“We did experience tighter inventory than last November and December, which can cause an increase in multiple offers, which certainly can contribute to a higher number of cash transactions,” said Greg Smith managing broker with RE/MAX Alliance, covering the Greeleymarket in Colorado.  “It will be interesting to see how Q1 2016 plays out. After visiting with our other brokers, it seems more sellers are holding off to place their homes on the market for spring 2016.”


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Top 10 Cities For First-Time Homebuyers in 2016 (New Infographic)

While there are outrageous places, like San Francisco, where the typical millennial can only afford to buy 135 square feet of housing, this is definitely not a universal price across the country. There are attractive and affordable places in America that are more feasible for first-time homebuyers, as seen in this handy infographic.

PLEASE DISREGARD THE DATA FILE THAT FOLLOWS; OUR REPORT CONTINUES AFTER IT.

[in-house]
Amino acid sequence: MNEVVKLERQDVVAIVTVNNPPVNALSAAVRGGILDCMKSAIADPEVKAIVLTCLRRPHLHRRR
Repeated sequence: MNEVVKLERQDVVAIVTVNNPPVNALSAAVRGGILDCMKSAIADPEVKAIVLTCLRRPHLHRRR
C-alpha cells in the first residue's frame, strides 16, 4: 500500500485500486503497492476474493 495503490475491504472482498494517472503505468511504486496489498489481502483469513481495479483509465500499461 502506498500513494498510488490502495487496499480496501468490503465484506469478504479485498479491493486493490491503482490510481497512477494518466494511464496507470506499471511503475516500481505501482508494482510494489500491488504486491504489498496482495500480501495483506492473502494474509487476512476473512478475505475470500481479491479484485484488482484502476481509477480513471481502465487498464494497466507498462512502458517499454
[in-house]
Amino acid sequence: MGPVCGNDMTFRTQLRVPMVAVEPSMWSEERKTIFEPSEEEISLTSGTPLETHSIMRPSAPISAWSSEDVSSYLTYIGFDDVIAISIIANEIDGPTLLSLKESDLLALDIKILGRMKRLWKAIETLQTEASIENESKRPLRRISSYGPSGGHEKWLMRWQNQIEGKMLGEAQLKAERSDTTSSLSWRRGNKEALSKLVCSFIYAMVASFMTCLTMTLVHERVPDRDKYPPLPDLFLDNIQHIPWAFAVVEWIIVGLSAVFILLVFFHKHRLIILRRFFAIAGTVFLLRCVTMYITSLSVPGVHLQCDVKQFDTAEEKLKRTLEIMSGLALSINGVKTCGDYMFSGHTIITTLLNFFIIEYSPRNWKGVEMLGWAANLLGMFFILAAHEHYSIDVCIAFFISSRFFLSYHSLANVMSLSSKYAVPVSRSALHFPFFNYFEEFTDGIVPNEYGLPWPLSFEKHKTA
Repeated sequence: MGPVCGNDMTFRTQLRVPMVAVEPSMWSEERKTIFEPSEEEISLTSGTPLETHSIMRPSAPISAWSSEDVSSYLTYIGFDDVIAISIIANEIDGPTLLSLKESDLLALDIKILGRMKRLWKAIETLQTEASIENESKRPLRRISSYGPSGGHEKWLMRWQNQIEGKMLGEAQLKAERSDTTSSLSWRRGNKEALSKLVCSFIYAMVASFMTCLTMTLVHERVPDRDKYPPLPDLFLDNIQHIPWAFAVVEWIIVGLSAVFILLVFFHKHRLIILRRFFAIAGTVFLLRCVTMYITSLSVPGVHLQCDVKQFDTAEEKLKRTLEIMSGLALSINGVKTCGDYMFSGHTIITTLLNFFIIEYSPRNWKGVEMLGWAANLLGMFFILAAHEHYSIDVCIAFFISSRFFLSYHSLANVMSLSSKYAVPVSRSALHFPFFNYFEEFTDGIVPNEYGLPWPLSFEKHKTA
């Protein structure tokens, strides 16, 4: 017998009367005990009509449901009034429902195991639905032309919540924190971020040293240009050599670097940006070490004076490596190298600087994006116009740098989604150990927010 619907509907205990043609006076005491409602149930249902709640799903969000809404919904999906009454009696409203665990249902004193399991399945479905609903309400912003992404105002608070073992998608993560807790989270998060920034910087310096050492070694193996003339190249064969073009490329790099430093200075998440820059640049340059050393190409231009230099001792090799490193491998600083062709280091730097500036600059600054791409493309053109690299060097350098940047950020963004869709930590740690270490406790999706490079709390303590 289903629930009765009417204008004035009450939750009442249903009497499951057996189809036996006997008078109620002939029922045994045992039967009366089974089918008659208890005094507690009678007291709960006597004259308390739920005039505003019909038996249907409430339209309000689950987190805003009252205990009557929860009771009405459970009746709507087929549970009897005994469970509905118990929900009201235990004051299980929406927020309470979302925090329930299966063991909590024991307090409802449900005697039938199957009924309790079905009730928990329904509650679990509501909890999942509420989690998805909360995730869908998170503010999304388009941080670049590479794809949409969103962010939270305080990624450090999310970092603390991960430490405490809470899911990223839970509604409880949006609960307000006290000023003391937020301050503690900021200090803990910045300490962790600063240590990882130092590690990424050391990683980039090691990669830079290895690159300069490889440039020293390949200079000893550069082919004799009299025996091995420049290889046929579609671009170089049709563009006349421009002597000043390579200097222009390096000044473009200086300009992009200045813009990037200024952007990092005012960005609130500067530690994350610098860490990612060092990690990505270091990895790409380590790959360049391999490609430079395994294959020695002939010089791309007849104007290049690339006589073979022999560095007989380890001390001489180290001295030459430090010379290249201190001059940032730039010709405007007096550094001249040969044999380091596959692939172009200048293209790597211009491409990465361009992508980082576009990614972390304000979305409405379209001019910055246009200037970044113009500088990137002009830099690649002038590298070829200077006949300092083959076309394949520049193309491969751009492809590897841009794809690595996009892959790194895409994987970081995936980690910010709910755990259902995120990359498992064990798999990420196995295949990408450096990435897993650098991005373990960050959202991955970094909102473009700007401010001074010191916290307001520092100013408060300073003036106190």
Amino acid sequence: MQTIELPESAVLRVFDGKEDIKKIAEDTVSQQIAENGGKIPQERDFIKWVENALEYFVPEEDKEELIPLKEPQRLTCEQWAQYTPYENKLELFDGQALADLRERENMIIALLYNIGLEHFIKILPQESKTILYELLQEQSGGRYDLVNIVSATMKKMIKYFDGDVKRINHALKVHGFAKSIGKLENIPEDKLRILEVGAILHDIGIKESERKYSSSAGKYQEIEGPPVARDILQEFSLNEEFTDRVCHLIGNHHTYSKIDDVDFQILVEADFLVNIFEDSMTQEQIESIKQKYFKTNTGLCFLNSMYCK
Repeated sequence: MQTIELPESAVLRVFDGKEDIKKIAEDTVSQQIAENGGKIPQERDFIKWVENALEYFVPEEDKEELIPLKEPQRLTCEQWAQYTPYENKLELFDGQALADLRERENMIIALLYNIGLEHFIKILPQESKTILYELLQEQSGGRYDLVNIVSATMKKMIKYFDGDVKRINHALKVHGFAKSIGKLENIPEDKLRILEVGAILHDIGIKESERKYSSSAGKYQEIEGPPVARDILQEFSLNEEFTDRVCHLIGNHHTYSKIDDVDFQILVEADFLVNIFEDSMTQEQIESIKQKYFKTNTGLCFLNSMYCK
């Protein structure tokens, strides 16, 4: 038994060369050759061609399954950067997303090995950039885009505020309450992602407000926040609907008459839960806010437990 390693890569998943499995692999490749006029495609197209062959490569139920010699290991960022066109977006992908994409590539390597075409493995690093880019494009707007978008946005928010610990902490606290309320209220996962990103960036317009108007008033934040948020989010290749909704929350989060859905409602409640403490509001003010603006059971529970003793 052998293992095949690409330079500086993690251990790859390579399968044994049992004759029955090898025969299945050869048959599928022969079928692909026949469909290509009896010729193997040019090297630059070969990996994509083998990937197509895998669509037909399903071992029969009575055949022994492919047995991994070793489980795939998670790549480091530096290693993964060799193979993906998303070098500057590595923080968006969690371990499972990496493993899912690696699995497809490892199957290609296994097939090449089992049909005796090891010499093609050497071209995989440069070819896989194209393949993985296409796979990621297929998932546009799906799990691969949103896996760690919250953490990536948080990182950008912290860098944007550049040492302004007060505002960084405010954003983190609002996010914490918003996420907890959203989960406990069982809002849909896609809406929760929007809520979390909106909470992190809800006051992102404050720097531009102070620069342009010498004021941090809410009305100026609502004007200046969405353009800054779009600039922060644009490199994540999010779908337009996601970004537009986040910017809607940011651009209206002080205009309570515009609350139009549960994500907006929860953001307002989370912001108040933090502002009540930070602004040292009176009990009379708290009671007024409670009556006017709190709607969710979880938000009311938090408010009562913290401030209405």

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The national correspondent loan company analyzed its database of over 70,000 loan applications, and paired their findings with city data to identify 10 attractive cities that are affordable to first-time homebuyers. Factors like low unemployment rate and national accolades were taken into consideration.

Check out this handy infographic from our friends at The Money Source. Here are the top ten cities that it came up with.



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5 Reasons We Are NOT Heading Into A Housing Meltdown

When it comes to investing in the stock market, you may lose your shirt, but you probably won’t lose your home. In fact, when the equity market gets rough, real estate tends to be a life raft for investors seeking safety. 

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“Real estate is Americans’ preferred investment for money that they won’t need for at least 10 years and that hasn’t changed,” said Greg McBride, chief financial analyst with New York-based Bankrate.com. “Nervous investors always look to real estate rather than shy away from it in times of volatility.”